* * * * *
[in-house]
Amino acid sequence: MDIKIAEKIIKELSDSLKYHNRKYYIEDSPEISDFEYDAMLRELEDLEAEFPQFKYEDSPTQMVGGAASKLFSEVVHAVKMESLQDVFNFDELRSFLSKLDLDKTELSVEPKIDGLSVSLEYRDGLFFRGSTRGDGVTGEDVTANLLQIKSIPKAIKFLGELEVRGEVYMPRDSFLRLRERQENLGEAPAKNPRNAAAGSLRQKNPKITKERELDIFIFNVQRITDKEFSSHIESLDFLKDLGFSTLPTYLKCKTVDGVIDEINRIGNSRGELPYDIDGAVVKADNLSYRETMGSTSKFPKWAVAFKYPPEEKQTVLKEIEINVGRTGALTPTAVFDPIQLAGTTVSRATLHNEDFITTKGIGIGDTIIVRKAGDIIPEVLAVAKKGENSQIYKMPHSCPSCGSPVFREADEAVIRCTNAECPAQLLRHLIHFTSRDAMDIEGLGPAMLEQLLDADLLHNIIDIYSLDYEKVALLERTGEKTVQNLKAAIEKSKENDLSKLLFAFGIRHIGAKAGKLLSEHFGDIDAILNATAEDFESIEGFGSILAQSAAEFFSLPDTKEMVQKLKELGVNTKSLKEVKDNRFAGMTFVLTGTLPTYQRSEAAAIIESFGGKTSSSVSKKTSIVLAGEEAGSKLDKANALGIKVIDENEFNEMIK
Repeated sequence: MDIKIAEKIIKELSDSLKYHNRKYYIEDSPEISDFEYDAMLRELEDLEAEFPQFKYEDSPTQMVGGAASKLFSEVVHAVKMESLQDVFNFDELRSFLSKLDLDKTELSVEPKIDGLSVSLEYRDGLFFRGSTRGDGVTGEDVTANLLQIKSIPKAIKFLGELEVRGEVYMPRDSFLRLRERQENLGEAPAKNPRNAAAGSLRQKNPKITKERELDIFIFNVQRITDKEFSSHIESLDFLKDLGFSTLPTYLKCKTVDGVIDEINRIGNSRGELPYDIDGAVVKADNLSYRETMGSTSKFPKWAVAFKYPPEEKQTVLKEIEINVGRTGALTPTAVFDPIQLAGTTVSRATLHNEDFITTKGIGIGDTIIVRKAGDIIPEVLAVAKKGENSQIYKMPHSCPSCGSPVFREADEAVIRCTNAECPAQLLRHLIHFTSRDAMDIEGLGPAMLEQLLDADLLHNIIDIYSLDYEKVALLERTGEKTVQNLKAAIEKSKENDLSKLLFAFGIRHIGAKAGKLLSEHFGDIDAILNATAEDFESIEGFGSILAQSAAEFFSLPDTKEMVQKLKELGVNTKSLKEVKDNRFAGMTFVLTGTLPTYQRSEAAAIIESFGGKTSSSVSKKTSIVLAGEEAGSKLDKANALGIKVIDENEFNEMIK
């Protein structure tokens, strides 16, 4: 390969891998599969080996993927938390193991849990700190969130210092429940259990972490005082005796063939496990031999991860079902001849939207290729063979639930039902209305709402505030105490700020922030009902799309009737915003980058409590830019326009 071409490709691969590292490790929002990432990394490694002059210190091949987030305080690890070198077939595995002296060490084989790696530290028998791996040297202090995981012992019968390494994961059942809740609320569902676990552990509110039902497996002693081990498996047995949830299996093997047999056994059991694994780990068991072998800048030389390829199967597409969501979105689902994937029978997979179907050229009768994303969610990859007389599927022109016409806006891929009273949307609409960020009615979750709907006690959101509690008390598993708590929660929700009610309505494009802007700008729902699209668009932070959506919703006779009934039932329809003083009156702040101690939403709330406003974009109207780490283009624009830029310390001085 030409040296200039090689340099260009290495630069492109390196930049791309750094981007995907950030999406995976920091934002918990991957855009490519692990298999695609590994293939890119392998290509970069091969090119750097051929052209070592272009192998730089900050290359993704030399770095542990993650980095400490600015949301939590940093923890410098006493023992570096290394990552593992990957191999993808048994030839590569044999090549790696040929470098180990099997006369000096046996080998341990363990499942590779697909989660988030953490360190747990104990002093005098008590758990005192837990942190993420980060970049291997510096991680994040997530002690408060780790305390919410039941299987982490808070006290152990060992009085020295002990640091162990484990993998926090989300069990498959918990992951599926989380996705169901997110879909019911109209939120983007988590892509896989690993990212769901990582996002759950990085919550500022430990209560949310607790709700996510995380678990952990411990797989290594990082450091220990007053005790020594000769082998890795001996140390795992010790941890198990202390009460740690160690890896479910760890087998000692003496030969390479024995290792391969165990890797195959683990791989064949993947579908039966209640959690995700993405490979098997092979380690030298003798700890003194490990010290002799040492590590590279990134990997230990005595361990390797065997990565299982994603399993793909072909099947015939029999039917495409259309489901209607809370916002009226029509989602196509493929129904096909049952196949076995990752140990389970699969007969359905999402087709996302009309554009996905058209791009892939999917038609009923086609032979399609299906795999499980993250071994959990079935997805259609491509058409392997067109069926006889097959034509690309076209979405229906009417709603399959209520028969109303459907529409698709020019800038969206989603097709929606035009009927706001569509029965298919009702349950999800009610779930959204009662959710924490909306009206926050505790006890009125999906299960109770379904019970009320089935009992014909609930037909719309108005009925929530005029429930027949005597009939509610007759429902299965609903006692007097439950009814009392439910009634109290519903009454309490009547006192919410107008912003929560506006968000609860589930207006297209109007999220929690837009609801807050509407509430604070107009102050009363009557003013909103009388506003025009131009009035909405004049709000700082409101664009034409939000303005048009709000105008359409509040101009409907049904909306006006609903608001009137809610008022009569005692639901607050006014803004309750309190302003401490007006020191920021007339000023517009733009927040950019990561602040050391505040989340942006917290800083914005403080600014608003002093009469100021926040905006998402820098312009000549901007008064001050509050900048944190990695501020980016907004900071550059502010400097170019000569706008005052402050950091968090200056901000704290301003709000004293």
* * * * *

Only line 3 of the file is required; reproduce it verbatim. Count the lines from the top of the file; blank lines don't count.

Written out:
Repeated sequence: MDIKIAEKIIKELSDSLKYHNRKYYIEDSPEISDFEYDAMLRELEDLEAEFPQFKYEDSPTQMVGGAASKLFSEVVHAVKMESLQDVFNFDELRSFLSKLDLDKTELSVEPKIDGLSVSLEYRDGLFFRGSTRGDGVTGEDVTANLLQIKSIPKAIKFLGELEVRGEVYMPRDSFLRLRERQENLGEAPAKNPRNAAAGSLRQKNPKITKERELDIFIFNVQRITDKEFSSHIESLDFLKDLGFSTLPTYLKCKTVDGVIDEINRIGNSRGELPYDIDGAVVKADNLSYRETMGSTSKFPKWAVAFKYPPEEKQTVLKEIEINVGRTGALTPTAVFDPIQLAGTTVSRATLHNEDFITTKGIGIGDTIIVRKAGDIIPEVLAVAKKGENSQIYKMPHSCPSCGSPVFREADEAVIRCTNAECPAQLLRHLIHFTSRDAMDIEGLGPAMLEQLLDADLLHNIIDIYSLDYEKVALLERTGEKTVQNLKAAIEKSKENDLSKLLFAFGIRHIGAKAGKLLSEHFGDIDAILNATAEDFESIEGFGSILAQSAAEFFSLPDTKEMVQKLKELGVNTKSLKEVKDNRFAGMTFVLTGTLPTYQRSEAAAIIESFGGKTSSSVSKKTSIVLAGEEAGSKLDKANALGIKVIDENEFNEMIK